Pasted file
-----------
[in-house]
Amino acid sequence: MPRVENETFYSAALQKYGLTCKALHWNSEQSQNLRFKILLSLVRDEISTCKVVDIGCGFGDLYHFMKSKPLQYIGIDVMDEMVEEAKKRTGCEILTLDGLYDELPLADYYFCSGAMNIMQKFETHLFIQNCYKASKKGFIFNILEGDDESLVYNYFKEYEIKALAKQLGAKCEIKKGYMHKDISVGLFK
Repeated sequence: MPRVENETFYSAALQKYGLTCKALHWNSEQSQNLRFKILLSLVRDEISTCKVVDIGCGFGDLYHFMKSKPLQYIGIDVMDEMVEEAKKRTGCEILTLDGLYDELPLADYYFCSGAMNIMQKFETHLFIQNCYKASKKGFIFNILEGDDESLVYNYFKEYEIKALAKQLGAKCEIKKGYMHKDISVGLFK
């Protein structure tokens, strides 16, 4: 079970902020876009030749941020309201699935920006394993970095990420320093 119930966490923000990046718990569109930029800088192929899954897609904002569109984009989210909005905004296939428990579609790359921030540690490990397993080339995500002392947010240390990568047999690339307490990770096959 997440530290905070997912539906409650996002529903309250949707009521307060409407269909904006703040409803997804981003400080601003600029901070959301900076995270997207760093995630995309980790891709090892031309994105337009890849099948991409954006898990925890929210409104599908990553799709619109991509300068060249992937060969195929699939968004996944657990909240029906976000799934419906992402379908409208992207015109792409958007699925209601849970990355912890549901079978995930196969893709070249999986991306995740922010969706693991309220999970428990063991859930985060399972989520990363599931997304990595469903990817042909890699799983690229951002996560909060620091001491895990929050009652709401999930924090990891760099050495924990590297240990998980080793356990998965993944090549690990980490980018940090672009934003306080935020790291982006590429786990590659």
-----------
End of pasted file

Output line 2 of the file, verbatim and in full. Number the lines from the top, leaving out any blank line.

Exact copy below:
Amino acid sequence: MPRVENETFYSAALQKYGLTCKALHWNSEQSQNLRFKILLSLVRDEISTCKVVDIGCGFGDLYHFMKSKPLQYIGIDVMDEMVEEAKKRTGCEILTLDGLYDELPLADYYFCSGAMNIMQKFETHLFIQNCYKASKKGFIFNILEGDDESLVYNYFKEYEIKALAKQLGAKCEIKKGYMHKDISVGLFK